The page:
An article in Germany’s Die Welt newspaper referencing Poland’s claim for World War II reparations from Germany has been met with outrage by Polish government officials.
Jacques Schuster’s piece for the German broadsheet claimed the behavior of Poles during the conflict left “much to be desired,” and called Poland’s demand for reparations an attempt to turn attention away from the country’s existing problems.
He added that there is a need to question why Poles merely passively observed the Jewish Ghetto Uprising in 1943 in Warsaw and “did little to help Jews.”
The published article has gone down abysmally in Poland, further straining tensions between the two nations.
Poland’s Deputy Foreign Affairs Minister Paweł Jabłoński reminded the German journalist of the numerous examples of Polish heroes who helped Jews and invited Schuster to visit Poland to learn about the truth.
The minister called Schuster out over Poland’s reparations claim, stating that Germany had murdered six million Poles, robbed and destroyed the country, and never adequately paid for the damage incurred.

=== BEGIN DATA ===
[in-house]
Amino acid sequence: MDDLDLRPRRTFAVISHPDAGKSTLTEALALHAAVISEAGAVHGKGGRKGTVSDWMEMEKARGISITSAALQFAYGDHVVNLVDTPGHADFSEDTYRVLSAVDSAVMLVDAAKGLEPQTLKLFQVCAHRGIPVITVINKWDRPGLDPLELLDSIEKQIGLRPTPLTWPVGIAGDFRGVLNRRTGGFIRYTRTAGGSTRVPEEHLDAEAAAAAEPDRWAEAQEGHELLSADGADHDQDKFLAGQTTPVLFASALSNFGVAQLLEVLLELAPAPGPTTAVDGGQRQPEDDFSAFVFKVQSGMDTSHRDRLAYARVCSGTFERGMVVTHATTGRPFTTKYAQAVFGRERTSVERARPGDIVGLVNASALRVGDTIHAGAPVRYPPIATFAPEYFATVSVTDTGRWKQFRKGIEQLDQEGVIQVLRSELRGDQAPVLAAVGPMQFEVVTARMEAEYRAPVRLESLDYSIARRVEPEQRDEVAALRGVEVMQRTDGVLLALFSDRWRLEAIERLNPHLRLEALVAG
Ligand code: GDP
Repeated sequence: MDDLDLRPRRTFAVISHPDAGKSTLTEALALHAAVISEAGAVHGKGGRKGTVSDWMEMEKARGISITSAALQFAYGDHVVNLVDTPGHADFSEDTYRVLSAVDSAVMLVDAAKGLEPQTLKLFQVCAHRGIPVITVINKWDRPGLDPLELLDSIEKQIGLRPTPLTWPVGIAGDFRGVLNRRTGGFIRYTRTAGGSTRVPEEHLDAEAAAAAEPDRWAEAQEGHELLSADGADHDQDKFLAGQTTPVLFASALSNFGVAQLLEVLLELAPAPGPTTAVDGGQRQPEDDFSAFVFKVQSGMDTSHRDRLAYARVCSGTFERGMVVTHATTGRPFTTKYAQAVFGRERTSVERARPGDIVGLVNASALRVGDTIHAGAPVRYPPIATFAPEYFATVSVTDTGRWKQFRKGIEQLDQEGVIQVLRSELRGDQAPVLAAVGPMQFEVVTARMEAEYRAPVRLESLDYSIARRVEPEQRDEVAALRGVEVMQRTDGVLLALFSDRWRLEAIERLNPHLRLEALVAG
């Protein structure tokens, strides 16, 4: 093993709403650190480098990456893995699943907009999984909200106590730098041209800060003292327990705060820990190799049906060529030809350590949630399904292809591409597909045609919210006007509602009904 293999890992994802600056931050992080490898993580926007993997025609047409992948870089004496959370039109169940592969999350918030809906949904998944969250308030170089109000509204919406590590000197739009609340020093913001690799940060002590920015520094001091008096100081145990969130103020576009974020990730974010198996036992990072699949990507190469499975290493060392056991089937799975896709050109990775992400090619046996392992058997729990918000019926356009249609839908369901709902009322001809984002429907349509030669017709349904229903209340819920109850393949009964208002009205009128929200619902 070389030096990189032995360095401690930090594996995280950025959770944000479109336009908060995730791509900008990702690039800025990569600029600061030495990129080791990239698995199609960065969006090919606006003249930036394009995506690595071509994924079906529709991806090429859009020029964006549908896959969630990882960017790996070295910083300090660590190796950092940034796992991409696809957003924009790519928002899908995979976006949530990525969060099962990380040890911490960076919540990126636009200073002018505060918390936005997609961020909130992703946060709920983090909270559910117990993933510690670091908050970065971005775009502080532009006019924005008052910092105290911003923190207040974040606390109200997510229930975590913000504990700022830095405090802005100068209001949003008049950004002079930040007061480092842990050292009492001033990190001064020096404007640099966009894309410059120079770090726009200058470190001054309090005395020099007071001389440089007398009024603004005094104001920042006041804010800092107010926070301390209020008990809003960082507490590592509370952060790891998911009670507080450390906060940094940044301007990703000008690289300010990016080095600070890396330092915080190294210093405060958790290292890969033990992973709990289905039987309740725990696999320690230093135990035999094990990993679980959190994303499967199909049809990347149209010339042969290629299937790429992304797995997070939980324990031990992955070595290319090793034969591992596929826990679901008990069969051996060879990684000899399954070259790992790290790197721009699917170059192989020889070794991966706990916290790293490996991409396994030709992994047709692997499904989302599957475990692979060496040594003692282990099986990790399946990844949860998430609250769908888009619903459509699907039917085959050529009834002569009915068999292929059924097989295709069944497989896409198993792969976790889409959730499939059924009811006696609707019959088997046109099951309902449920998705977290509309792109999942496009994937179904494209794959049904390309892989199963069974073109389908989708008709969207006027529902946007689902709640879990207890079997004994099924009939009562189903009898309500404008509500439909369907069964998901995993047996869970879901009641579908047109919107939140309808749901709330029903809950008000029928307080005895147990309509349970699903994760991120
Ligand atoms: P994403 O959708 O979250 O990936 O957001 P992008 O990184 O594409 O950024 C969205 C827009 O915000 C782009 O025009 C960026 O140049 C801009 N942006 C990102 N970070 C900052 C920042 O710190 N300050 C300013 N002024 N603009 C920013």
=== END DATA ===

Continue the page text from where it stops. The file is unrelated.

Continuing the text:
The Polish Pilecki Institute’s branch in Berlin also responded to Schuster’s article, highlighting the courage displayed by many Poles in protecting Jews against their German oppressors.
Academic Marion Brandt, from the German studies department at Gdańsk University, accused Schuster of falling prey to false stereotypes and of trying to get Poland to share the blame for the Holocaust.
The Polish government has been calling for World War II reparations for some time, demanding a total of €1.3 trillion in compensation for the devastation caused by the Nazi regime 80 years ago.
Earlier this month, Germany’s federal government dismissed the claim out of hand, insisting the matter is closed and indicating it had no intention of entering into negotiations on the matter.
This conclusion, however, continues to be deemed unacceptable by the Polish government, with the country’s Deputy Foreign Minister Arkadiusz Mularczyk tweeting on Wednesday: “The case of unsettled compensation for Poland for the effects of WWII remains open; morally, politically, and legally.
“We have an international campaign ahead of us, but I am sure that we will win for both Poland and Poles!”